After establishing medicare in the nineteen sixties, extending this to pharmaceuticals was always seen as the logical next step.
But, one by one, the decades have ticked by until we find ourselves still, fifty years on, with a patchwork of private and public plans with significant gaps, but no comprehensive national coverage.
Early in its mandate in this 42nd parliament, the House of Commons Standing Committee on Health (HESA), of which I am a member, took up the challenge to study this question.
Among other things, we learned that:
“In Ontario alone, over 700 diabetic patients under the age of 65 died prematurely each year between 2003 and 2008 because of inequitable access to essential prescription drugs.”
— Dr. Steven Morgan, UBC
Individuals not taking their medications because they cannot afford them costs health care systems in Canada between $7 billion and $9 billion per year.
— Dr. Monica Dutt, Chair, Canadian Doctors for Medicare
- More than one in five Canadians forgo taking their prescription drugs because of cost;
- Between 10% and 20% of Canadians do not have adequate coverage for prescription drugs;
- Canada performs poorly in comparison to other countries in its ability to manage the costs of prescription pharmaceuticals;
- There was unanimous agreement among stakeholders appearing before the Committee, including patient groups, health care providers, the private insurance industry, innovative drug manufacturers, unions, employers, and academics that the gap in prescription drug coverage in Canada and the inequity that it creates among Canadians needs to be addressed;
- Witnesses differed on whether gaps should be addressed through the expansion of current programs or the creation of a targeted program, but the vast majority agreed that they should be addressed through a national universal pharmacare program.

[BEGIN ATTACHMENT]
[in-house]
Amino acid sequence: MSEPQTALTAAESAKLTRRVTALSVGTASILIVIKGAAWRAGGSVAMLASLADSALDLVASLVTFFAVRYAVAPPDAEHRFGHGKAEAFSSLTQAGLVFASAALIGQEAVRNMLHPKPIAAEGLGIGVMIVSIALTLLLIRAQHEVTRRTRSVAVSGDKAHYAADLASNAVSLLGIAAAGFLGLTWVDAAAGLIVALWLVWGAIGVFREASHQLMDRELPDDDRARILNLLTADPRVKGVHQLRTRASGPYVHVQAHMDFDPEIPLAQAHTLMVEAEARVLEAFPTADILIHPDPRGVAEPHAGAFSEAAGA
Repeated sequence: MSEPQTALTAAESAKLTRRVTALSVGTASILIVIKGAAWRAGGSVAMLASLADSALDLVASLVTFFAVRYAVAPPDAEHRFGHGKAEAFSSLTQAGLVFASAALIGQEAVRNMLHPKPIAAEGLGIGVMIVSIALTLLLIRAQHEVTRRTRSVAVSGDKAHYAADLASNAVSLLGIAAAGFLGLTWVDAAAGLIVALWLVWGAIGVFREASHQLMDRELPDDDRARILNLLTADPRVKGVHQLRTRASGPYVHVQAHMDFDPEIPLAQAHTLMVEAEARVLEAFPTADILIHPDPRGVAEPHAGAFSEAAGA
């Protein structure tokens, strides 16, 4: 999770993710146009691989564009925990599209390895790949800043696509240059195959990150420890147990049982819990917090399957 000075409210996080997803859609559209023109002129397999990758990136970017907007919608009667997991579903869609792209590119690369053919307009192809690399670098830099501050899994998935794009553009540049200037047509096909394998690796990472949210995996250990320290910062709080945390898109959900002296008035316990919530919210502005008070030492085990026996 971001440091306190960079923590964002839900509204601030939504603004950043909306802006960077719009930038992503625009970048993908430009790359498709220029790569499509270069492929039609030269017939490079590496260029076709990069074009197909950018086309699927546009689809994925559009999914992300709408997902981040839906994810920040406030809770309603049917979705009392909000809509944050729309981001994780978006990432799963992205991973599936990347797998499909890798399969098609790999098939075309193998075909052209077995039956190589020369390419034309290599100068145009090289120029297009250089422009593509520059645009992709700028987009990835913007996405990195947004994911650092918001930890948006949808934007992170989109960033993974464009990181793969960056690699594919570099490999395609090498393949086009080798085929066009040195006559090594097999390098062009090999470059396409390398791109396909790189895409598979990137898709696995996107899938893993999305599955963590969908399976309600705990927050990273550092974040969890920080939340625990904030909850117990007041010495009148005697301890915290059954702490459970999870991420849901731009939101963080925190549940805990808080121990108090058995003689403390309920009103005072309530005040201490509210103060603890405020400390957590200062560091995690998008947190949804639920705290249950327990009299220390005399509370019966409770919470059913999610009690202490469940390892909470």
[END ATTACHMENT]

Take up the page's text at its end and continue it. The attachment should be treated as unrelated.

As a result, the committee’s recommendation to parliament is to implement:
- A national universal single-payer system (everybody is covered, medicare pays); based on
- A comprehensive national formulary (a defined list of pharmaceuticals) created and maintained in partnership with participating provinces and territories; as
- An insured health service under the Canada Health Act (i.e.: it’s an extension to medicare); with
- Increases in Canada Health Transfer payments to those provinces and territories who sign on to the expanded program; and maintain
- A comprehensive and coherent national baseline for medical and pharmaceutical services, to which provinces and territories can offer additional coverage as they might choose.
The committee asked the Parliamentary Budget Officer (PBO) to evaluate the costs of such a plan using the extensive Québec formulary. The PBO study, based on 2015/16 data, is thorough and persuasive, and its results are clear:
|Federal and Provincial Plans||$13.1||$20.0||$6.9|
|Companies and Individuals||$4.7||$0.4*||($4.3)|
|Private Insurance Plans||$10.7||$0.0||($10.7)|
About the Numbers
The total spend for pharmaceuticals goes down by $8.1 billion. This is due to a number of efficiencies and economies of scale, a substantial portion of which is being able to aggressively negotiate better prices. The assumptions in the scenario are modest, and the experience of other jurisdictions suggests that we can in practice do much better, meaning the total spend and the cost to the public plans would be less than indicated.